Research trends analysis of chronic hepatitis C versus nonalcoholic fatty liver disease: A literature review text-mining analysis of publications

Eyal Klang, Shelly Soffer, Lee Alper*, Orit Shimon, Yiftach Barash, Yana Davidov, Mariya Likhter, Oranit Cohen-Ezra, Gil Ben Yakov, Ziv Ben-Ari

*Corresponding author for this work

Research output: Contribution to journalArticlepeer-review

Abstract

Background: Hepatits C virus (HCV) rates have lowered due to direct-acting antiviral treatment. Nonalcoholic steatohepatitis (NASH)/nonalcoholic fatty liver disease (NAFLD) is rising with no available therapy. We employed text-mining to analyze trends in HCV and NAFLD research from the past two decades. Materials and Methods: We queried PubMed for all HCV and NASH/NAFLD entries published between 2000 and 2020. We compared the total number of publications on both etiologies. We performed subanalyses for different terms of interest and for geographic origin. Results: Overall, 75,934 HCV-related entries and 24,987 NASH/NAFLD-related entries were published during the study period. Up to 2015, there was a linear upward slope in the number of annual HCV publications (154.9 publications/year, p < 0.001). In 2015, the yearly number of HCV publications started showing a downward slope (−242.2 publications/year, p < 0.001). The number of NASH/NAFLD publications showed a continuous upward slope during the study period. The NASH/NAFLD field lacks publications on screening and treatment methods. Conclusion: Trends in publications varied between both etiologies. They reflect the success of antiviral treatment for HCV. The growing rates of NAFLD/NASH and the lack of a targeted cure explain the rise in related publications.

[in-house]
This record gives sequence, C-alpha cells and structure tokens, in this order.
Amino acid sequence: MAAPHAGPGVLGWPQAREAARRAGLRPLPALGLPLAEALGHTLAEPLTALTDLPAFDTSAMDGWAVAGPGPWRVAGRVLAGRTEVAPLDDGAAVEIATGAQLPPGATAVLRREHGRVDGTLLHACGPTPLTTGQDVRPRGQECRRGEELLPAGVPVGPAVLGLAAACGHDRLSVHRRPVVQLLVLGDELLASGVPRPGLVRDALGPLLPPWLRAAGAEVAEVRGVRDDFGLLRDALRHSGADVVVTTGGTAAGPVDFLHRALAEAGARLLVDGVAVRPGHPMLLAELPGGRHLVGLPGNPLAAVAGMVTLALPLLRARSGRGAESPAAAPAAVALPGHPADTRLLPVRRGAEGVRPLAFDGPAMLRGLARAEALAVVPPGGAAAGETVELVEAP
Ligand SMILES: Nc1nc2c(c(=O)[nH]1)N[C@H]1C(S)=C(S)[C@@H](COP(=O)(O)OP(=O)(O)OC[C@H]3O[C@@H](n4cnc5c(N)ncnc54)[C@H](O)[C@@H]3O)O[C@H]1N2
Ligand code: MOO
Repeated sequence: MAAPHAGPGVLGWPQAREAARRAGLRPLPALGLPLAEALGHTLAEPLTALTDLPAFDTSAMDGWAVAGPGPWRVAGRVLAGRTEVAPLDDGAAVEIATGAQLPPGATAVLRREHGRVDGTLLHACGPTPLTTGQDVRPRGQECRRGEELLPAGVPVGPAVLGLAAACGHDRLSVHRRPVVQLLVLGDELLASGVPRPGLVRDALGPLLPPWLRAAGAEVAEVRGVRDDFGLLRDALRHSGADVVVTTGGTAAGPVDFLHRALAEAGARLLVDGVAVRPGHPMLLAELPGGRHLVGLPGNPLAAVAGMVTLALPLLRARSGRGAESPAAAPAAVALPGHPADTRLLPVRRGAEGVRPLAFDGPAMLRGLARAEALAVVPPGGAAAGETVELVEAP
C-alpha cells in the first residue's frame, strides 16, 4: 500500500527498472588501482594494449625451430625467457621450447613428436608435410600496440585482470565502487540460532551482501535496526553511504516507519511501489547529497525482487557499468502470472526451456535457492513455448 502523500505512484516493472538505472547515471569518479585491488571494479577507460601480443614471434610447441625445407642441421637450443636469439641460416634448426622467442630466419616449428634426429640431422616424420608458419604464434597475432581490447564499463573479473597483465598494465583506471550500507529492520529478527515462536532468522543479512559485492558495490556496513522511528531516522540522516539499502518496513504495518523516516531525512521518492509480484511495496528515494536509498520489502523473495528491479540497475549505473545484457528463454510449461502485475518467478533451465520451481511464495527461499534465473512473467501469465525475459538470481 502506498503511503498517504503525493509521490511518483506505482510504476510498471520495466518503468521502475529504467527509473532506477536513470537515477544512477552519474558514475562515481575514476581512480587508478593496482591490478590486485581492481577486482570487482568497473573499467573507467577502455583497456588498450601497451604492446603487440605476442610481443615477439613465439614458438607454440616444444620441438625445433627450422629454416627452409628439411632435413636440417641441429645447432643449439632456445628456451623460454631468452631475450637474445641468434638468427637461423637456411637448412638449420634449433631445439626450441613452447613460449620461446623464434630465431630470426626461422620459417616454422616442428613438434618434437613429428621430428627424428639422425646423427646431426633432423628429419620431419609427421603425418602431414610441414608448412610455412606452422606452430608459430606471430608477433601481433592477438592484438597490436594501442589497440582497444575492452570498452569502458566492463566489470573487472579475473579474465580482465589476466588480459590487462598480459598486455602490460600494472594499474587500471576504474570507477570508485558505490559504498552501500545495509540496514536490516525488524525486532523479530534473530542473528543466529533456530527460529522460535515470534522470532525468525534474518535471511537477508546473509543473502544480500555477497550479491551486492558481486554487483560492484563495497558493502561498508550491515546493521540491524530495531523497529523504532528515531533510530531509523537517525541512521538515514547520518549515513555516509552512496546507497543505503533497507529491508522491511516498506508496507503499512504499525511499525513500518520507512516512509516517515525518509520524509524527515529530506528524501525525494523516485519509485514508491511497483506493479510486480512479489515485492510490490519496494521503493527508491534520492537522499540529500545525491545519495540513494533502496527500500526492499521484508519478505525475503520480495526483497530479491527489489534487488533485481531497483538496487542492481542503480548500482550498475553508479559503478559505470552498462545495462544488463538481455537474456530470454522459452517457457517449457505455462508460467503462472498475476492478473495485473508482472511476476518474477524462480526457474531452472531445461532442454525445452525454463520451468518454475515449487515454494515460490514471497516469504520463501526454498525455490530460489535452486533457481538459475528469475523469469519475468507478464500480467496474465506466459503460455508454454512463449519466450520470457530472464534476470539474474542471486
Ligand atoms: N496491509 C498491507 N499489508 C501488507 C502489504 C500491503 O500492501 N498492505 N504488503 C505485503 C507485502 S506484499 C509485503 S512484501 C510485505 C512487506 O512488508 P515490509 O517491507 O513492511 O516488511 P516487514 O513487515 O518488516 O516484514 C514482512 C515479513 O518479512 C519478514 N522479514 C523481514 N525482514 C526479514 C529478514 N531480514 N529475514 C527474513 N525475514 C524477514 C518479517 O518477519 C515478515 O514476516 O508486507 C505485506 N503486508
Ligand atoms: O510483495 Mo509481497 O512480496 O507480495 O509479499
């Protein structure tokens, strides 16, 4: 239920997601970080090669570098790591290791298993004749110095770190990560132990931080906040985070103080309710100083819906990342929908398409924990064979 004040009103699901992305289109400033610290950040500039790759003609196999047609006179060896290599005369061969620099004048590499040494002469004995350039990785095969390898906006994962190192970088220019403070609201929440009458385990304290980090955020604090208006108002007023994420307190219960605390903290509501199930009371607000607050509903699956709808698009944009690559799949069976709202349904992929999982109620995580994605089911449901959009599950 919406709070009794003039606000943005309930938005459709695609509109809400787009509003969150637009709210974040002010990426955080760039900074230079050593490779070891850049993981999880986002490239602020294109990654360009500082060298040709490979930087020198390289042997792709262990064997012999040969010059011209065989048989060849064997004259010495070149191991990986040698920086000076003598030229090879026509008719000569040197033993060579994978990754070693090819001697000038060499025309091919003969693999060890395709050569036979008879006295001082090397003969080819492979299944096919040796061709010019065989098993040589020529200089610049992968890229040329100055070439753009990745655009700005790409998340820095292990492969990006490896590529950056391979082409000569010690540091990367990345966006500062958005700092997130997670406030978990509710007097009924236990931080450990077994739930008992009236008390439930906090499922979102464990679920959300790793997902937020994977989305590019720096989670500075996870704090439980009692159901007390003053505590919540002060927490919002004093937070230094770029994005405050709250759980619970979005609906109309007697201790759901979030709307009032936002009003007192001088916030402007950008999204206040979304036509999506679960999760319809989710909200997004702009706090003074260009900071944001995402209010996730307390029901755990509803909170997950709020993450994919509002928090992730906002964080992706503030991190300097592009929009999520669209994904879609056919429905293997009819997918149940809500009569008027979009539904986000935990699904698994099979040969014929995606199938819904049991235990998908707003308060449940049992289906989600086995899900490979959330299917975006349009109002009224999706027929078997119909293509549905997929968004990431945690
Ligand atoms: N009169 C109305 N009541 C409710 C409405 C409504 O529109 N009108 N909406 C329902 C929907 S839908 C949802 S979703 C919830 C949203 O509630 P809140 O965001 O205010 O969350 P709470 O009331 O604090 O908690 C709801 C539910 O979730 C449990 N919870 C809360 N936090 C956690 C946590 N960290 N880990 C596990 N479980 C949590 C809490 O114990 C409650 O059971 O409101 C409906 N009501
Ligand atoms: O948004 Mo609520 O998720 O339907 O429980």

Original languageEnglish
Article numbere805
JournalHealth Science Reports
Volume5
Issue number6
DOIs
StatePublished - Nov 2022

Keywords

  • PubMed
  • chronic hepatitis C
  • nonalcoholic fatty liver disease
  • text mining

Fingerprint

Dive into the research topics of 'Research trends analysis of chronic hepatitis C versus nonalcoholic fatty liver disease: A literature review text-mining analysis of publications'. Together they form a unique fingerprint.

Cite this